Back in 1968, when it was still cool to advertise cigarettes, a remarkably successful campaign featuring a tall, skinny bitch proclaimed, "You've come a long way, baby". It was a courageous bid to demonstrate that the modern woman had not just earned the right to starve, wear halter-tops and earn inequitable wages, but catch cancer - just like any fat, under-achieving man.
The Virginia Slims woman morphed into Mary Tyler Moore, tossing her hat jauntily to the sky, in the opening credits of the equally iconic Mary Tyler Moore Show. (The neurotic, controlling Mary Richards character, had the camera kept rolling, would have been hit by a slow Buick while trying to retrieve the hat. But that's not important right now.) Decades later, the focus moved from the hat to the shoes, with an equally emaciated Carrie Bradshaw conquering New York with her friends, just as Mary had chipped away in Minneapolis with her girlfriends.
In between we've had Murphy Brown, and the girls from Friends, participate in the torch relay of something we all recognise, with each passing generation. Groups of close women, making sense of their place in … this.
Creator and star Lena Dunham's huge splash with Girls enjoys our attention, not simply because of her "shocking" material or ability to gather this generation's perverse but recognisable girl group. The neuroses and the quest for insight are the unchanged link. But Dunham's Hannah has been stunningly courageous. This girl is overweight, lost, tattooed, a sexual victim and predator, a good friend and a lousy one. She's a mess in an ugly dress, that's often around her shoulders while we watch her having awkward sex.
She doesn't have great best friends in the mode of Charlotte or Rhoda. With girlfriends like Hannah's, nobody needs enemies. It was always going to be a stretch to expect a wide audience to care about a pack of selfish 24-year-old hipsters living in Brooklyn. But as series three pinballed back onto the screen this week (Showcase, Monday, 7.30pm), I was surprised how much I had missed those nutters. We find Jessa, nasty as ever, pulling wings off addicted patients in group therapy; her best friend in rehab is a chain-smoking Richard E. Grant. Suddenly reminded of Ben Mendelsohn's stellar performance as Jessa's messy dad last year, and the surprising use of the usually avuncular Chris O'Dowd, the cleverness of Dunham's casting (with a bit of extra pull from Judd Apatow) is obvious. Who wouldn't want a guest spot on Girls?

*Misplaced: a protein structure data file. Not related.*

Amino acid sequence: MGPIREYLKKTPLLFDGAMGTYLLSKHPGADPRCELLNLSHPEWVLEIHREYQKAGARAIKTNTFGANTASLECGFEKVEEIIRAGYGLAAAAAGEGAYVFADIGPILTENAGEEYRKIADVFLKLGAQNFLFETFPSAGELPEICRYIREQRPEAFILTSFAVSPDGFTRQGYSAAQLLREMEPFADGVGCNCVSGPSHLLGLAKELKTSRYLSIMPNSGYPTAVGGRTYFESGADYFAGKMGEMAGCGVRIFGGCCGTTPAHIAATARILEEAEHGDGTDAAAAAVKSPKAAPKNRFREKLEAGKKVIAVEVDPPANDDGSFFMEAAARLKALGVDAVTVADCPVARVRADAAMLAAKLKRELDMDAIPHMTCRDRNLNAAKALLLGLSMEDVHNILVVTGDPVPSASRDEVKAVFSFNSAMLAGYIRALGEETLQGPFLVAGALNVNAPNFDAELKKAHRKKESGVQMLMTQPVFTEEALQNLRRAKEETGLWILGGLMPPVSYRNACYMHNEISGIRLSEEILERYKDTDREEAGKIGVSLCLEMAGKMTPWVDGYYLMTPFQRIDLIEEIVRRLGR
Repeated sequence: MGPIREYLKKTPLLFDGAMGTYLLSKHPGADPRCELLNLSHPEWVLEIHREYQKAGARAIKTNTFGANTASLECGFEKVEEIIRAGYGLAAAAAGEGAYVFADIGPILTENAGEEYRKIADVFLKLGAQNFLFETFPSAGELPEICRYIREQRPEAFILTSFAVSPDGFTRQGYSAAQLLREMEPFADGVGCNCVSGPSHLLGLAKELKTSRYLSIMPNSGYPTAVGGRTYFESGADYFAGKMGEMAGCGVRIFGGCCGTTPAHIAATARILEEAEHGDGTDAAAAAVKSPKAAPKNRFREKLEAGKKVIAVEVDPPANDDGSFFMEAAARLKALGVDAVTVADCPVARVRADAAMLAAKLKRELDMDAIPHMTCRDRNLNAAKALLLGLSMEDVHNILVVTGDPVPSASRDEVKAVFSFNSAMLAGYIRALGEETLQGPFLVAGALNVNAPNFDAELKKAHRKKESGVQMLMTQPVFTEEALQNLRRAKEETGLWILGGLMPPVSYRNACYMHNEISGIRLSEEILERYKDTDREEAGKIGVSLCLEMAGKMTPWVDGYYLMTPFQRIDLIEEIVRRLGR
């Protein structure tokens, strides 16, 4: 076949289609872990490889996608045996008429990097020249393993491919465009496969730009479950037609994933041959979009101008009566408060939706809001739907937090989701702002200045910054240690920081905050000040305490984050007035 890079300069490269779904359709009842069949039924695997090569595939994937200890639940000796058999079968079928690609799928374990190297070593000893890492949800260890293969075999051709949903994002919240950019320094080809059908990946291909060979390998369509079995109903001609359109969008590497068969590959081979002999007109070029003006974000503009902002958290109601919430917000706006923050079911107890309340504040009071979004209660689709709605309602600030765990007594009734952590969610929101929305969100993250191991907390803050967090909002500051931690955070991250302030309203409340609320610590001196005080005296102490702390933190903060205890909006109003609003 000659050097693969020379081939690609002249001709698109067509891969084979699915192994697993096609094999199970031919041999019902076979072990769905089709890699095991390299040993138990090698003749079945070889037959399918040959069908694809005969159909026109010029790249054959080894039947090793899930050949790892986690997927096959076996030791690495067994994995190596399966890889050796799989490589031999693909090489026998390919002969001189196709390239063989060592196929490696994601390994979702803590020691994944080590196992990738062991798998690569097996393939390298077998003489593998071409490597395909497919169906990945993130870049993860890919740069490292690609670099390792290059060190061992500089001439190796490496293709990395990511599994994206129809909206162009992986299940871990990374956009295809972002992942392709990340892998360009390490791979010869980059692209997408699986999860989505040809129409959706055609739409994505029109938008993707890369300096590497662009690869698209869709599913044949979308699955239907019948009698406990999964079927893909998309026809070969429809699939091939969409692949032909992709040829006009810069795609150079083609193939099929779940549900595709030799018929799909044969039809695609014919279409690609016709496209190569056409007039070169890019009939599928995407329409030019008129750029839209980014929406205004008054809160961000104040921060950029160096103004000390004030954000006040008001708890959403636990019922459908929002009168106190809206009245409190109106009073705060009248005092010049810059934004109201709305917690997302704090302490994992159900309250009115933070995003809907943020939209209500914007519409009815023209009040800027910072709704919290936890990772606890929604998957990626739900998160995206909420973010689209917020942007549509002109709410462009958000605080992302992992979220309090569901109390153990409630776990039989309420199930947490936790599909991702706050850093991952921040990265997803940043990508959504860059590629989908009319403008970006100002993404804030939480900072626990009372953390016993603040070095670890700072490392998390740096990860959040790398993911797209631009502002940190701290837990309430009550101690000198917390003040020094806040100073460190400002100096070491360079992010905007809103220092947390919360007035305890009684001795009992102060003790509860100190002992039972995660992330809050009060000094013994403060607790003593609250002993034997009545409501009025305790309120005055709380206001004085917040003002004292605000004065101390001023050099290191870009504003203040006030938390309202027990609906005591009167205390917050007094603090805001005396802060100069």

Already Jenna Lyons, the creative director of J. Crew, has popped up in a cameo. Victoria Beckham is rumoured to be making a visit. Richard E. Grant's manic visage is a perfect fit for Lena Dunham's brand. As HBO released the first two episodes of this new series to be viewed on YouTube in the US just 12 hours after the broadcast, it could be argued that Girls is less of a sitcom and more of a social phenomenon. The sitcom part is easy to scoot around. Girls isn't funny. It's confronting and peculiar, and some of the sex scenes, or discussions about sex, will engender a nervous chortle. But there are no jokes. There's no buttoned couch taking centre stage at Central Perk, and there's certainly no Chandler or Joey.
With more shows, such as Orange Is the New Black, taking a lead from Dunham's rude courage, we can expect more rough, ripe, ribald women finding new ways to show us how far we've come. Girls is possibly raising and lowering the bar at the same time. We may need decades of perspective before we find our rightful place between the skinny bitch with the ciggies and the fat chick with the tatts.